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REAL ESTATE Anybody ever own large old home converted to apartments?

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hakrjak

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I have the opportunity right now to buy 14 units at about $20k per unit, which is actually a giant old mansion downtown split up and remodeled into apartments. It's actually 2 buildings -- the mansion, and the cottage out back. Occupancy is currently only 40%, and the maint on the building looks to be severely neglected.

Is this a good opportunity to break into the commercial world, or is this a nightmare money pit waiting to happen? :)

Cheers,

- Hakrjak​
 

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Runum

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Hey hakrjak, I've got a smaller version of that. Large house, it was already divided into 3 units, I wanted to split one unit in half and make 4 total units. Bought it for $40k cash total so I was into it for, I hoped, $10k per unit. Should be worth $90/$100K fully finished and leased. We have rehabbed the 2 lower units and have them leased. Things I've learned:

City code would allow me to split the upper unit into 2 units BUT, I would have to have a sprinkler system installed.

Checked on sprinkler system. No problem, just tap into the existing system. Nope, called fire inspector or chief, has to be a completely parallel system from the main. This is water that can not be turned off at the meter. There were many other quirks about the sprinkler system and the more I asked the more expensive it was going to be.

Dealing with the city and permits is like hurry up and wait. Painfully slow.

So a 3 unit old house it is. I have done most of the rehab myself with help from my retired dad. We have major wiring problems due to partially updated wiring. I saw newer wire during a brief inspection and assumed it all had been updated. Wrong. We have some plumbing problems in that when something leaks upstairs it affects the lower unit also.

We had to rebuild many old windows due to rotting wood.

Overall it's all OK because I am doing the majority of the work. If I had a reasonably priced handyman to do some of the work it would probably be OK also. If I had to hire contractors to do everything I would have to count my pennies. When finished it will be a cash cow but it is tough work. Only about a month from being finished.

Have a good inspector take a long look at it. Check on zoning and city ordinances. Good luck.:cheers:

Greg
 

andviv

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kyjoe is your guy. Read his success story, I think this is exactly what he does.

Runum, very interesting situation.
Let me present you this in a different way, although I don't know if this is something you already considered:

How much would it be to do the whole work for splitting the units?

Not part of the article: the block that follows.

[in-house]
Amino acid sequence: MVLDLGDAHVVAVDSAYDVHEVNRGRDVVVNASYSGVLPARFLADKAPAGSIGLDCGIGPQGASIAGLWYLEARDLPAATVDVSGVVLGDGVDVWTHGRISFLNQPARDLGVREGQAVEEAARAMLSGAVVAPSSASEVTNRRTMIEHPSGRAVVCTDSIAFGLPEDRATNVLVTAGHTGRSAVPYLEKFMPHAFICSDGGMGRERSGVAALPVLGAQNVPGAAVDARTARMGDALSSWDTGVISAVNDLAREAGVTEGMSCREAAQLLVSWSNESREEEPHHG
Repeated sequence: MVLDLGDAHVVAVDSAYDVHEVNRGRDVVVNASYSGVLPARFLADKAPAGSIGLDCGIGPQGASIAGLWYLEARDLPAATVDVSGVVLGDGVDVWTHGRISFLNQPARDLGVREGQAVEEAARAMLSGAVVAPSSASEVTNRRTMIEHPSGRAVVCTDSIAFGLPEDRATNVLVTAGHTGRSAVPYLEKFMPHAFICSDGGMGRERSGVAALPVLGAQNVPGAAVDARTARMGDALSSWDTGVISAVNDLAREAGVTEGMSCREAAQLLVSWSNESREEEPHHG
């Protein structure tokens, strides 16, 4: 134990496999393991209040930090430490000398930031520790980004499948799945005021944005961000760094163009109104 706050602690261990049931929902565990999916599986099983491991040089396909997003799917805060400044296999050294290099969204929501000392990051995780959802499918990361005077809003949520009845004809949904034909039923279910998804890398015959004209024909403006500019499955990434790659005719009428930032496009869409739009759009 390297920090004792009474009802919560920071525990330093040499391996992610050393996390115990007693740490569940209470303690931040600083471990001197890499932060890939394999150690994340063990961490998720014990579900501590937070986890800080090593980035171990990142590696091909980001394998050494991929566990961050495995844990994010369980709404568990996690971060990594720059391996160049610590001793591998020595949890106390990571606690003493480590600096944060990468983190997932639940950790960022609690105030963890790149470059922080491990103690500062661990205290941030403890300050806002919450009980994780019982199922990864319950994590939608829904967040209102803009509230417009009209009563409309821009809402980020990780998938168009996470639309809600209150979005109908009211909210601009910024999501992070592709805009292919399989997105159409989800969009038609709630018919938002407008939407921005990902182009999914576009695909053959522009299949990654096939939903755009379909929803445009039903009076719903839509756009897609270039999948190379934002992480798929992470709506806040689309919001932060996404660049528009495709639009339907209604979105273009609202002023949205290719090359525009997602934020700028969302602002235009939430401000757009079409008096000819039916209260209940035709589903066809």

Make sure you are including the loss rent due to having the unit vacant.

Now, let's say that total cost is $25K
and the cost per unit in your area is $35K (that means how much you pay per 'unit' at today's market prices)

If that is true then it is still a great idea from the business perspective as you are buying another unit at a good discount.
Now the other question to ask yourself is, is the stress produced by this task worth the difference in price? (and remember that, by adding another 'unit' you are also increasing your net worth, not only the cash flow).
 

tbsells

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Jul 27, 2007
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The utilities can often be a problem in big old houses. Usually there is one water and sewer tap for the whole building and the landlord gets the bill. I have a couple old 2500 sq. ft. three families and it seems there is frequently a suprise on the water and sewer bills. A toilet that runs constantly can make a $100 or more difference quickly. I have looked into submetering but its not feasible in this case. I would be concerned about what I would be on the hook for with 14 units. It has also been my experience that I have had a harder time collecting rents in these units. Could be bad management on my part. Could be that your better quality tenants don't want to live in this type of building. I'm not sure. I'm sure it depends on the demographics of the area.
 
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hakrjak

hakrjak

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One of the problems I'm thinking of is that:

Yes... $20k is an amazing deal for per unit multifamily in my area, considering that most sell between $30-45k a unit... BUT....

An old house like this, probably with thin walls -- and tiny little units... I'm sure that the rents you can probably pull in are equally as respective to the situation the renter would be getting into.

I am doing some due dilligence this week and will post some followups....

- Hakrjak
 

Wolfgang5150

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I own one; a large mansion that is split into 8 units. It has appreciated well; the problem is what was pointed out above. The utilities that can not be metered seperately. It's difficult to police tenants leaving lights on, pluggin in electric portable heaters. when they pay one, or both of the utilities, the situation is much better.
Kevin S.
Orchard Park, NY
 

Bilgefisher

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Would sub-metering be something you guys consider before you sell to increase the overall worth of the property? In other words by lowering your total expenses how much can you expect the property to increase in value? Does that offset the cost to submeter? Sorry for 20 questions, but one more, on the average how much does it cost to submeter per unit?
 

andviv

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